pirkt

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Latvian[edit]

Etymology[edit]

This word is traditionally derived from Proto-Baltic *per-k-, *pr̥k-, from Proto-Indo-European *per- (taking over, past something) (whence Latvian prepositions par, pār, q.v.), as a verb “to take over, past (somewhere)” > “to take (somewhere) to sell” > “to sell”, with an extra k. With this meaning, cf. Ancient Greek περνάναι (pernánai), πιπράσκειν (pipráskein, to sell, to export), and Old Irish renim (I sell) (< *pr̥-nā-). In the Baltic languages, the meaning “to sell” became “to buy,” given the nature of buying and selling as two aspects of the same two-sided event. From the same stem also prece (product, ware, merchandise), q.v. A more recent suggestion is that pirkt may derive from another Proto-Indo-European stem *per- (to hit) (whence pērkons (thunder), q.v.), with as original meaning “to rob, to plunder;” in several Indo-European languages, verbs of buying originate from verbs of taking (cf. Latin emere (to buy), earlier “to take”). Cognates include Lithuanian pir̃kti.[1]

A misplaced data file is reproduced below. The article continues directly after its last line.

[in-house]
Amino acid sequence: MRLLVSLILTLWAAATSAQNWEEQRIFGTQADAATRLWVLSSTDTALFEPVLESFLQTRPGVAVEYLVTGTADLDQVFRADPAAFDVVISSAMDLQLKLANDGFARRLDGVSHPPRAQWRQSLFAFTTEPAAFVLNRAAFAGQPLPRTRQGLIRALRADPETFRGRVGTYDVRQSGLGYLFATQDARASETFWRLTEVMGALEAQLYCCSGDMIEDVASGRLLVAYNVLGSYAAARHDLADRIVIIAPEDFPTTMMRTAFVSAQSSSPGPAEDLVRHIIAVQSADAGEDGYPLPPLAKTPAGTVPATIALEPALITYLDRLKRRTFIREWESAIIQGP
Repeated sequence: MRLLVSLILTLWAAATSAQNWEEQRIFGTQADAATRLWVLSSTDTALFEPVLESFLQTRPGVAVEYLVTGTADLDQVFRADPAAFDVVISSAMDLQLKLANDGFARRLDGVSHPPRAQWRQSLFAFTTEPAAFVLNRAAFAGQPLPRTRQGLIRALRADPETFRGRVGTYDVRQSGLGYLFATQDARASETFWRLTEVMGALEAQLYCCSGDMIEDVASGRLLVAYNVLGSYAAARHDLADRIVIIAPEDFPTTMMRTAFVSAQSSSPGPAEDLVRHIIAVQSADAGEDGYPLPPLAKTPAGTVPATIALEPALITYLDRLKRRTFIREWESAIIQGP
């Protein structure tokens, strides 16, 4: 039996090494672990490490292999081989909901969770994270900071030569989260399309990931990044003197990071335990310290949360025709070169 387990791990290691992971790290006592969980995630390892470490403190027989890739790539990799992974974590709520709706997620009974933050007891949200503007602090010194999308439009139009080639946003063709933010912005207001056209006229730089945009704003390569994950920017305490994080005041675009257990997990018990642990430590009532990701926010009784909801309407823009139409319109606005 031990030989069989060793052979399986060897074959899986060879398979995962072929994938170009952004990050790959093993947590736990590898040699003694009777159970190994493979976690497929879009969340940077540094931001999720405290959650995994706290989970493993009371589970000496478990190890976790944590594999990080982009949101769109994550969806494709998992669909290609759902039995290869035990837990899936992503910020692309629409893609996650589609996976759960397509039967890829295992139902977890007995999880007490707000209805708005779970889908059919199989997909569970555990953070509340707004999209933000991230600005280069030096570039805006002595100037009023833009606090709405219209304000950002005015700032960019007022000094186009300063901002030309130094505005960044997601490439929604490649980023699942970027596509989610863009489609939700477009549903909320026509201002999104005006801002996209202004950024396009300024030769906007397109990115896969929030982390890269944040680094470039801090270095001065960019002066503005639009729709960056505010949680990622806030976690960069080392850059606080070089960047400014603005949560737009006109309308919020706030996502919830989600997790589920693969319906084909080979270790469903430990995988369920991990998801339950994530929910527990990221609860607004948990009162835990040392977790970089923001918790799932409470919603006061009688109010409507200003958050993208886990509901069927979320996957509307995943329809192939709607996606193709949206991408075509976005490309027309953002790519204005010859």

Pronunciation[edit]

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Verb[edit]

pirkt tr., 1st conj., pres. pērku, pērc, pērk, past pirku

  1. to buy, to purchase (to obtain, to acquire something by paying an appropriate amount of money)
    pirkt pārtikuto buy groceries
    pirkt lakatu, zābakusto buy a scarf, boots
    pirkt gleznuto buy a painting
    pirkt biļetesto buy tickets
    dārgi, lēti pirktto buy at an expensive, cheap price
    izdēvīgi pirktto buy at a convenient price
    pirkt par skaidru nauduto buy (for) cash (lit. for clear money)
    pirkt skaidrā naudāto buy cash (lit. in clear money)
    pirkt uz kredīta, uz nomaksuto buy on credit, by installments
    viņš brauca uz Igauniju pirkt jaunu zirguhe went to Estonia to buy a new horse
    viņa pirka tikai pašu visnepieciešamakoshe bought only the most necessary (things)
    visi pērk, tātad arī man jāpērkeverybody is buying, so I also have to buy
  2. (figuratively) to buy (to obtain something with effort, with sacrifice)
    par milzīgu asinscenu pirkta uzvara pār fašismuthe victory over fascism was bought with an enormous price in blood

Conjugation[edit]

Antonyms[edit]

Derived terms[edit]

prefixed verbs:
other derived terms:

References[edit]

  1. ^ Karulis, Konstantīns (1992), “pirkt”, in Latviešu Etimoloģijas Vārdnīca (in Latvian), Rīga: AVOTS, ISBN 9984-700-12-7